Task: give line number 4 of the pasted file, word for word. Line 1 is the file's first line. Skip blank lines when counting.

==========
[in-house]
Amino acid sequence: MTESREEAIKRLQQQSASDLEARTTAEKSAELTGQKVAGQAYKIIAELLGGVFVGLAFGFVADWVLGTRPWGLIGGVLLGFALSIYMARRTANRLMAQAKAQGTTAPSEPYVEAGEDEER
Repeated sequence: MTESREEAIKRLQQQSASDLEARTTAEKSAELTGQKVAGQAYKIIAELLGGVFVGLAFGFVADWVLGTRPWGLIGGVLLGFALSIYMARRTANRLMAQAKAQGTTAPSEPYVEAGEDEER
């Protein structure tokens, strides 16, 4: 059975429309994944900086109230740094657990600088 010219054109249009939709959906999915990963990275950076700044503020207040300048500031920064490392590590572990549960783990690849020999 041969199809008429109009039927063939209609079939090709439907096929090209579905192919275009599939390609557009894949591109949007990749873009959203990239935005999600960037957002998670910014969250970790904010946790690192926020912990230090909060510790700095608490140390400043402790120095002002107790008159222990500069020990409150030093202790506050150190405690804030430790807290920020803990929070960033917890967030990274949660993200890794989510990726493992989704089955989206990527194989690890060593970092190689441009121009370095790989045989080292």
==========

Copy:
């Protein structure tokens, strides 16, 4: 059975429309994944900086109230740094657990600088 010219054109249009939709959906999915990963990275950076700044503020207040300048500031920064490392590590572990549960783990690849020999 041969199809008429109009039927063939209609079939090709439907096929090209579905192919275009599939390609557009894949591109949007990749873009959203990239935005999600960037957002998670910014969250970790904010946790690192926020912990230090909060510790700095608490140390400043402790120095002002107790008159222990500069020990409150030093202790506050150190405690804030430790807290920020803990929070960033917890967030990274949660993200890794989510990726493992989704089955989206990527194989690890060593970092190689441009121009370095790989045989080292």